Dallas — Brahms’ Piano Concerto No. 1 in D Minor was the composer’s first large-scale, full-orchestra work. He spent years revising it into various forms—he first conceived of it as a two-piano sonata, then a symphony. (As it turned out, Brahms would not premiere his first symphony for another 18 years, after reworking that material for a total of 22 years, only to have it christened “Beethoven’s Tenth.”)
Eventually, the material morphed into the piano concerto that we now know. The first two performances of the concerto, with Brahms himself as soloist, were a disaster— what clapping there was at the second performance was soon drowned out by hissing. Brahms wrote to his friend, the great violinist Josef Joachim, “I am just experimenting and feeling my way…all the same, the hissing was rather too much.”
Brahms would have been heartened, then, by the reception of his concerto Thursday evening. Far from hissing, the near-capacity crowd on Thursday gave pianist Yefim Bronfman and the Dallas Symphony Orchestra the now apparently obligatory standing ovation at the conclusion of their performance.
This was far from a flawless rendition, however. Uncharacteristically for the DSO of late, however, there were ensemble issues from the first movement until the last chord of the third movement Rondo, in which the orchestra was simply not with the piano. Horn entrances in the first movement lacked crispness. Tempi were often a bit sluggish.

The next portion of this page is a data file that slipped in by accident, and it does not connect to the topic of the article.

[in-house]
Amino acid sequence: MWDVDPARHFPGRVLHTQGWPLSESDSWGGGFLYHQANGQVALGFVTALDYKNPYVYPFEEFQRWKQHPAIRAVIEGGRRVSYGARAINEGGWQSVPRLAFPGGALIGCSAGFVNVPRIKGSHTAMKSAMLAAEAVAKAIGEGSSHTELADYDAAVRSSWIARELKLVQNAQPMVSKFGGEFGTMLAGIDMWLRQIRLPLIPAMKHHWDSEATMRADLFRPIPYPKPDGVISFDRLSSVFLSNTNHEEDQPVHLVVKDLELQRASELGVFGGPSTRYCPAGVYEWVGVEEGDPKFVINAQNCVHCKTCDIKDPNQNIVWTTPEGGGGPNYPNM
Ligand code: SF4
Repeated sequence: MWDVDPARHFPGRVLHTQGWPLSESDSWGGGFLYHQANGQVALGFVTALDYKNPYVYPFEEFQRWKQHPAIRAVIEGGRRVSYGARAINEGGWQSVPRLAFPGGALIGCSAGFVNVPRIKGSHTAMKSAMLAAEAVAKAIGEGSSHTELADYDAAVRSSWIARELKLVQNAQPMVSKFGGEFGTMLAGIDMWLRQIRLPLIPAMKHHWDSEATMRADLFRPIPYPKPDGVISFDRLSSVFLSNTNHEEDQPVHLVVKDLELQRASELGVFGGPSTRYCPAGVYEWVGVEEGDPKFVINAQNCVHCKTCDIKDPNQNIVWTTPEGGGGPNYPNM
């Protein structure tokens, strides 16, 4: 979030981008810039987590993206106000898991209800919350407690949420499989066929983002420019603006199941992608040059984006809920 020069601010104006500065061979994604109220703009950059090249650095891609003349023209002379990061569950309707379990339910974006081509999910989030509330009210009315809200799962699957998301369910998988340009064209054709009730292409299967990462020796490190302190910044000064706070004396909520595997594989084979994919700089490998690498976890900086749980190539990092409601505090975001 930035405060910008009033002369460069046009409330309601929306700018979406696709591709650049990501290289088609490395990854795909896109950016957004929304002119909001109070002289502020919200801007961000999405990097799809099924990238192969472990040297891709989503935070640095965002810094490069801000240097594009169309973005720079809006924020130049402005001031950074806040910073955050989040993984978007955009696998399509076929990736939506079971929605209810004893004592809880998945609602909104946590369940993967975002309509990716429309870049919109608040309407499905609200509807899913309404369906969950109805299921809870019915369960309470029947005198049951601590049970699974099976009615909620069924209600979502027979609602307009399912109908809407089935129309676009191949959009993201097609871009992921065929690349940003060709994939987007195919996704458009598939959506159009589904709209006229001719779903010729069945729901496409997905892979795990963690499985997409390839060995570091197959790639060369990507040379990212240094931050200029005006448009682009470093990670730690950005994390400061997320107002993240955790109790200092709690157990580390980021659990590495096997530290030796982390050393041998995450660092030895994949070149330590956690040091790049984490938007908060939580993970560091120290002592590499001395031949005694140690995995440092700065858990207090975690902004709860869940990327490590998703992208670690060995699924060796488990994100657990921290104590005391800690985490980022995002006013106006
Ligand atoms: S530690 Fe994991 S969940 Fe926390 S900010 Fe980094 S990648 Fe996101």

Bronfman’s interpretation of the concerto, however, left me wishing I could hear him perform it again—was it delicate and subtle, or simply unenthusiastic? In either event, Bronfman seems to be radically departing from the fiery approaches favored by many soloists. This departure was particularly notable at the beginning of the third movement Rondo. He virtually ignored the accents Brahms has included in the opening, accents that many soloists strongly emphasize. The orchestra ably copied this unusual choice in their echo of the piano’s eight-bar opening theme.
The second half of the program consisted of Richard Strauss’ tone poem Ein Heldenleben. It was an out-and-out Straussian romp. Eight horns! A delicious violin solo by DSO Concertmaster Alexander Kerr! Offstage trumpets for an extra dose of drama! Terrific solos by hornist David Cooper and bassoonist Wilfred Roberts! Ein Heldenleben may be a tribute to the hero, but it is also a tribute to the glories of late-Romantic excess. The DSO and Kerr did a fine job of playing it to the hilt. Strauss’ part-writing in this piece often strains the capabilities of even the finest players, but the DSO’s musicians were consistently impressive.
If you want to learn more, watch Alexander Kerr’s explanation of his approach to Ein Heldenleben’s extended concertmaster solo here.